For this week’s artist conversation, I had the honor to speak with the talented and insightful Joanie Ellen. Her show was displayed in the Marilyn Werby Gallery, and is named “I Am Dirty – You Are Dirty: Daybeds for Soap in the Meisner Technique.”
In the entrance of the gallery, there was a tarp that had to be lifted in order to get in. Once inside, I felt an atmosphere of stillness in the barely lit room. Starting from the back of the room, along the wall, there was a small path of dirt, lined with rocks, that had succulents in them. When facing the front of the room, there was a pile of dirt and succulents in the middle of two redwood daybeds that were placed over cinder blocks. Upon these daybeds were soap, and behind them were paint buckets filled with water. Besides the interesting decor, a four minute video played in loop on the farthest wall with two people utilizing the Sanford Meisner acting technique. During this video, Joanie, wearing black, repetitively tells another person in white (who is also played by the artist) that she is dirty. As a response back, the person in white denies that she is dirty, until finally coming to the conclusion that she is. The woman in white then turns the statement back to the woman in black that she is dirty, and the woman in black confidently replies, “I am dirty.” The video ends with the women not there, and then starts again.
Joanie, who is a wood graduate student at CSULB, said her inspiration was the essence that comes out of repetition. Also, she is very interested in the conflict/contrast between life and death, and how for there to be stillness, there has to be chaos. From these inspirations, her show focuses on repetition, and how, in any craft, repetition forms an identity for the crafts person. Besides constantly repeating oneself, her show also focuses on what is really the ideals in nature and human nature, and the chaos within both. Originally an actor, Joanie started woodworking when she was pregnant with her first child, and said that “pregnancy connected her to her creative animal.” With two kids later, she has been working with wood for four years now. To portray her show’s purpose, she combined her two arts, woodworking and acting, which felt very natural to her.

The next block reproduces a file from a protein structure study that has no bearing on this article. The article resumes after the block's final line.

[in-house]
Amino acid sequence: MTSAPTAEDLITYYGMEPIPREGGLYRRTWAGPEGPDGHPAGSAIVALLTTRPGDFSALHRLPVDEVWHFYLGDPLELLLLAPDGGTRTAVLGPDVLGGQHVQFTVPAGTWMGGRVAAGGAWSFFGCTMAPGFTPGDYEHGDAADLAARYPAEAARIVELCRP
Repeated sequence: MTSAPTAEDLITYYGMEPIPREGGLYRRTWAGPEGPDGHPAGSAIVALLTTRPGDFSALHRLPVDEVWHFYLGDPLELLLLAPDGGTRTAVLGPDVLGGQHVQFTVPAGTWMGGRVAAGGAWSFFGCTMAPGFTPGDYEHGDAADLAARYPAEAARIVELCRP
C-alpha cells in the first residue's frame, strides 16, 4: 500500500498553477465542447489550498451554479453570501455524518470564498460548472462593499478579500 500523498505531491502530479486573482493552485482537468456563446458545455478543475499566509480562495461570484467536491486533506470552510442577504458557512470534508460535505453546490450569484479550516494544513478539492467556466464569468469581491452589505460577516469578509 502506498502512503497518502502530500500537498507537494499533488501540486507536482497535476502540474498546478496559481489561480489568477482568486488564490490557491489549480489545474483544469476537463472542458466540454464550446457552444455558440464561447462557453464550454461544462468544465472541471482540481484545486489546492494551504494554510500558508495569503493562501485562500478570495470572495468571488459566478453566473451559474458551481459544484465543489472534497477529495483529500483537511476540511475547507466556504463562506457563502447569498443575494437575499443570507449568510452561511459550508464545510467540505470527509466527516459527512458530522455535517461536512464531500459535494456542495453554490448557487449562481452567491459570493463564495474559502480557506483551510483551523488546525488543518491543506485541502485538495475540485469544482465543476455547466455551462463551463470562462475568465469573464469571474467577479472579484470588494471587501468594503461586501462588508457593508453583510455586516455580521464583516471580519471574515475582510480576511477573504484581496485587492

Despite the gallery seeming set to how it was supposed to be, during my interview Joanie revealed that the gallery was actually an interactive one. The dirt and plants were meant to be moved around, and the soap and water were meant to be used to wash one’s hands, if that person wanted to. She said that she wants the gallery to be a immersive experience and that she wants the gallery to be a mess in the end. So, after my interview my friend Maddie, and I did just that. We took part in immersing ourselves into the show. We both touched and moved the dirt in the middle of the gallery, and washed our hands with the soap, which enhanced the experience of the gallery, since it felt like we became a part of it.
Personally, I really enjoyed Joanie’s show. At first, I will admit that I did not understand the whole message behind it, but after speaking with her and hearing her purpose behind the art, I became intrigued. With her focus on repetition, I do believe that, as humans, if we repeat something over and over again, we become what we say, or what we constantly do, even though that aspect may not be true about ourselves. Because of this repetition, human nature is fluid and can become good or bad, and if bad, chaos would occur.
Overall, I really enjoyed Joanie’s first gallery at CSULB! She evoked interest and confusion right when I walked into the gallery, and I loved it. Unfortunately, she does not have a website, but I hope to see more of her work soon!